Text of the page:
Support remains high for requiring voters to show photo identification before being allowed to cast their ballots. An increasing number of states across the country are putting that requirement into law.
A new Rasmussen Reports national telephone survey finds that 75% of Likely U.S. Voters believe voters should be required to show photo identification such as a driver’s license before being allowed to vote. Just 18% disagree and oppose such a requirement. (To see survey question wording, click here.)
Eighty-five percent (85%) of Republicans support a photo ID requirement at the polls, as do 77% of voters not affiliated with either major party and 63% of Democrats. But then support for such a law is high across virtually all demographic groups.
Supporters of photo ID laws say they will prevent fraud at the polls; opponents insist the laws will discourage many including minorities and older Americans from voting.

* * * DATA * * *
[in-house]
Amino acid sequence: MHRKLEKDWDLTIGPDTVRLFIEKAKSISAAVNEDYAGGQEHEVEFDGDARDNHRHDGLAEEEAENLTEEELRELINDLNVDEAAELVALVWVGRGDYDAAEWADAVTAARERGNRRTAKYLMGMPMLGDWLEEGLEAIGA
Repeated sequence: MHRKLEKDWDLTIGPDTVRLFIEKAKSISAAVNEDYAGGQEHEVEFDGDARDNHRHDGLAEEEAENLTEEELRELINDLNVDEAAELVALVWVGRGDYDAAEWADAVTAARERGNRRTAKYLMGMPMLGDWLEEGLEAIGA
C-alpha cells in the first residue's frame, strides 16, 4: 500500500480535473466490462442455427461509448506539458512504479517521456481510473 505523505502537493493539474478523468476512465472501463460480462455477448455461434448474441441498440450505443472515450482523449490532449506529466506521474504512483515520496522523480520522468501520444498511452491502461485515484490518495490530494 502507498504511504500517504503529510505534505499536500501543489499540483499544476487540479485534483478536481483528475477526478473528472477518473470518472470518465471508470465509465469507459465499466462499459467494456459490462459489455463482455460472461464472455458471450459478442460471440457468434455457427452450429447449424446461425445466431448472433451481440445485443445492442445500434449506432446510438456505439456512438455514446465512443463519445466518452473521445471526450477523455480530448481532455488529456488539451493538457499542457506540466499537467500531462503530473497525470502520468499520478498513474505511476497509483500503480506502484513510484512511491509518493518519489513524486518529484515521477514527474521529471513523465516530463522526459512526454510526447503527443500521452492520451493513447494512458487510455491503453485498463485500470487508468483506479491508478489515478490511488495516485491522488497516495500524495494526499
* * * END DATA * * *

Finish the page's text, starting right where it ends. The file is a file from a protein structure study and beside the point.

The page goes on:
By a 48% to 29% margin, voters think that letting ineligible people vote is a bigger problem than preventing legitimate voters from casting a ballot.
A plurality (46%) of Democrats thinks it’s more common for eligible voters to be denied their right to vote. Seventy-two percent (72%) of Republicans and a plurality (44%) of voters not affiliated with either party, on the other hand, believe that illegal voting is more prevalent.
Only one percent (1%) say they have ever been illegally denied the right to vote.
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The survey of 1,000 Likely Voters was conducted on June 6-8, 2011 by Rasmussen Reports. The margin of sampling error is +/- 3 percentage points with a 95% level of confidence. Field work for all Rasmussen Reports surveys is conducted by Pulse Opinion Research, LLC. See methodology.
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